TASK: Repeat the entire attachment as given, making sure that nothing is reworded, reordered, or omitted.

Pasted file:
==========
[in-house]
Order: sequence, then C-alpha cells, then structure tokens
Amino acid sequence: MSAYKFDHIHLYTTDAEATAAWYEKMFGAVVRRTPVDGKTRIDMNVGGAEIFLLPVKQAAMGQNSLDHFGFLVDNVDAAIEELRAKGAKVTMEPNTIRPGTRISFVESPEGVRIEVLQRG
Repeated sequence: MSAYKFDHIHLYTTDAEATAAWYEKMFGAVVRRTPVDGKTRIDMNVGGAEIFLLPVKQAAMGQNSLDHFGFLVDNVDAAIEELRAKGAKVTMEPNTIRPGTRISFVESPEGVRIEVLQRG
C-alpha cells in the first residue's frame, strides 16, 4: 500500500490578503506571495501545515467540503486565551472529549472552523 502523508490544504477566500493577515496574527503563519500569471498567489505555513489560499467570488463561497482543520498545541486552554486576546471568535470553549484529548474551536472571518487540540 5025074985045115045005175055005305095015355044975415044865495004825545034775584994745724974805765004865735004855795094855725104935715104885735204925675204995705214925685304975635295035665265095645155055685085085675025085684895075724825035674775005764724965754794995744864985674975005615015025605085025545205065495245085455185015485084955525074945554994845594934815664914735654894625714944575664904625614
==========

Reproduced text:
[in-house]
Order: sequence, then C-alpha cells, then structure tokens
Amino acid sequence: MSAYKFDHIHLYTTDAEATAAWYEKMFGAVVRRTPVDGKTRIDMNVGGAEIFLLPVKQAAMGQNSLDHFGFLVDNVDAAIEELRAKGAKVTMEPNTIRPGTRISFVESPEGVRIEVLQRG
Repeated sequence: MSAYKFDHIHLYTTDAEATAAWYEKMFGAVVRRTPVDGKTRIDMNVGGAEIFLLPVKQAAMGQNSLDHFGFLVDNVDAAIEELRAKGAKVTMEPNTIRPGTRISFVESPEGVRIEVLQRG
C-alpha cells in the first residue's frame, strides 16, 4: 500500500490578503506571495501545515467540503486565551472529549472552523 502523508490544504477566500493577515496574527503563519500569471498567489505555513489560499467570488463561497482543520498545541486552554486576546471568535470553549484529548474551536472571518487540540 5025074985045115045005175055005305095015355044975415044865495004825545034775584994745724974805765004865735004855795094855725104935715104885735204925675204995705214925685304975635295035665265095645155055685085085675025085684895075724825035674775005764724965754794995744864985674975005615015025605085025545205065495245085455185015485084955525074945554994845594934815664914735654894625714944575664904625614